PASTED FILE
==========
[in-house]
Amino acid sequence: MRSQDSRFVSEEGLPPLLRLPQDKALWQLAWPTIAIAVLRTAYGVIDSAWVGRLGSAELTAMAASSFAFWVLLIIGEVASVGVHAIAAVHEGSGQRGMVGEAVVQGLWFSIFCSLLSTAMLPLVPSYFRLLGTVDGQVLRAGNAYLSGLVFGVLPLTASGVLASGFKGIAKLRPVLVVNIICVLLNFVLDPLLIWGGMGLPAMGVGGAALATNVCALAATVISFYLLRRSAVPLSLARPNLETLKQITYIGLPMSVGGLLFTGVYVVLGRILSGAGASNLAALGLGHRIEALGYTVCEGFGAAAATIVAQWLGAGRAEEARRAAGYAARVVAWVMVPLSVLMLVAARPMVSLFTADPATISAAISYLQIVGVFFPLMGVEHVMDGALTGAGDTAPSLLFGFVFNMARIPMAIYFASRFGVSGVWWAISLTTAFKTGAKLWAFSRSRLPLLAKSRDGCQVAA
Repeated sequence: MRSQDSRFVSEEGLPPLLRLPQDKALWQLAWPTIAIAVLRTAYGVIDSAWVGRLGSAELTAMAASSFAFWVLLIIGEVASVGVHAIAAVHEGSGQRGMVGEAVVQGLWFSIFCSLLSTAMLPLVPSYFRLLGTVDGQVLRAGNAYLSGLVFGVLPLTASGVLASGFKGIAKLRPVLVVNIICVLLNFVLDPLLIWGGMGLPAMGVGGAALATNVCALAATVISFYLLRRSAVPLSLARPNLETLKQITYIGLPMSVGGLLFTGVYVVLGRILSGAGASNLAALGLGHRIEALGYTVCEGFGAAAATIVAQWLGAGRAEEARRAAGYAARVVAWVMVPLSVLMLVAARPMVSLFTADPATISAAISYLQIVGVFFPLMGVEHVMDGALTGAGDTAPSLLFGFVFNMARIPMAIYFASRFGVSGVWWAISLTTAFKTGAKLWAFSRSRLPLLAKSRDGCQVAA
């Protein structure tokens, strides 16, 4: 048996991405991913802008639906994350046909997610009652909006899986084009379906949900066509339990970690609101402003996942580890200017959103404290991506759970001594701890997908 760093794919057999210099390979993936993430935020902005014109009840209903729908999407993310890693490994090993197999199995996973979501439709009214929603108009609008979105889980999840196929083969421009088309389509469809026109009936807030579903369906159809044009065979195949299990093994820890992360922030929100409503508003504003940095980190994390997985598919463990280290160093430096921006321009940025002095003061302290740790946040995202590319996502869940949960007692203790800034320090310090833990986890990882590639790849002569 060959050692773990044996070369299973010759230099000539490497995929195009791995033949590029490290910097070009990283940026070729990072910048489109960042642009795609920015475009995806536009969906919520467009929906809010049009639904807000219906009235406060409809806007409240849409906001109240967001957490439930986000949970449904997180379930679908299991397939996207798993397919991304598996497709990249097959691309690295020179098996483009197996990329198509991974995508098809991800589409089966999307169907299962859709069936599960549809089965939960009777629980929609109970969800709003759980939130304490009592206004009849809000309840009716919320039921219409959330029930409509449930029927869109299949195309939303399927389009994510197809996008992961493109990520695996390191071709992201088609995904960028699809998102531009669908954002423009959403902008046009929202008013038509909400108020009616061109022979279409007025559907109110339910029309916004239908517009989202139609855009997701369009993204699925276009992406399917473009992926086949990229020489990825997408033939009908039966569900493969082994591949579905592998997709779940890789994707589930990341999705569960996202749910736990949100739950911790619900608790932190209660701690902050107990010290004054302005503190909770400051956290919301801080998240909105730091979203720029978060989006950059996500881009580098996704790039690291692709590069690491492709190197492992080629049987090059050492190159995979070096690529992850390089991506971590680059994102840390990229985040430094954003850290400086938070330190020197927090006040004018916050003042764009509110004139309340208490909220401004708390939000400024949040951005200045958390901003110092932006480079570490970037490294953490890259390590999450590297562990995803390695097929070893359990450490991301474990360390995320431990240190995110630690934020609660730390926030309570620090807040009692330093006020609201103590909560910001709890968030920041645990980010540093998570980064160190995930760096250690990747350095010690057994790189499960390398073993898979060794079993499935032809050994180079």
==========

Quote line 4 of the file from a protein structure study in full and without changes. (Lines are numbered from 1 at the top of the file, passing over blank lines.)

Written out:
């Protein structure tokens, strides 16, 4: 048996991405991913802008639906994350046909997610009652909006899986084009379906949900066509339990970690609101402003996942580890200017959103404290991506759970001594701890997908 760093794919057999210099390979993936993430935020902005014109009840209903729908999407993310890693490994090993197999199995996973979501439709009214929603108009609008979105889980999840196929083969421009088309389509469809026109009936807030579903369906159809044009065979195949299990093994820890992360922030929100409503508003504003940095980190994390997985598919463990280290160093430096921006321009940025002095003061302290740790946040995202590319996502869940949960007692203790800034320090310090833990986890990882590639790849002569 060959050692773990044996070369299973010759230099000539490497995929195009791995033949590029490290910097070009990283940026070729990072910048489109960042642009795609920015475009995806536009969906919520467009929906809010049009639904807000219906009235406060409809806007409240849409906001109240967001957490439930986000949970449904997180379930679908299991397939996207798993397919991304598996497709990249097959691309690295020179098996483009197996990329198509991974995508098809991800589409089966999307169907299962859709069936599960549809089965939960009777629980929609109970969800709003759980939130304490009592206004009849809000309840009716919320039921219409959330029930409509449930029927869109299949195309939303399927389009994510197809996008992961493109990520695996390191071709992201088609995904960028699809998102531009669908954002423009959403902008046009929202008013038509909400108020009616061109022979279409007025559907109110339910029309916004239908517009989202139609855009997701369009993204699925276009992406399917473009992926086949990229020489990825997408033939009908039966569900493969082994591949579905592998997709779940890789994707589930990341999705569960996202749910736990949100739950911790619900608790932190209660701690902050107990010290004054302005503190909770400051956290919301801080998240909105730091979203720029978060989006950059996500881009580098996704790039690291692709590069690491492709190197492992080629049987090059050492190159995979070096690529992850390089991506971590680059994102840390990229985040430094954003850290400086938070330190020197927090006040004018916050003042764009509110004139309340208490909220401004708390939000400024949040951005200045958390901003110092932006480079570490970037490294953490890259390590999450590297562990995803390695097929070893359990450490991301474990360390995320431990240190995110630690934020609660730390926030309570620090807040009692330093006020609201103590909560910001709890968030920041645990980010540093998570980064160190995930760096250690990747350095010690057994790189499960390398073993898979060794079993499935032809050994180079």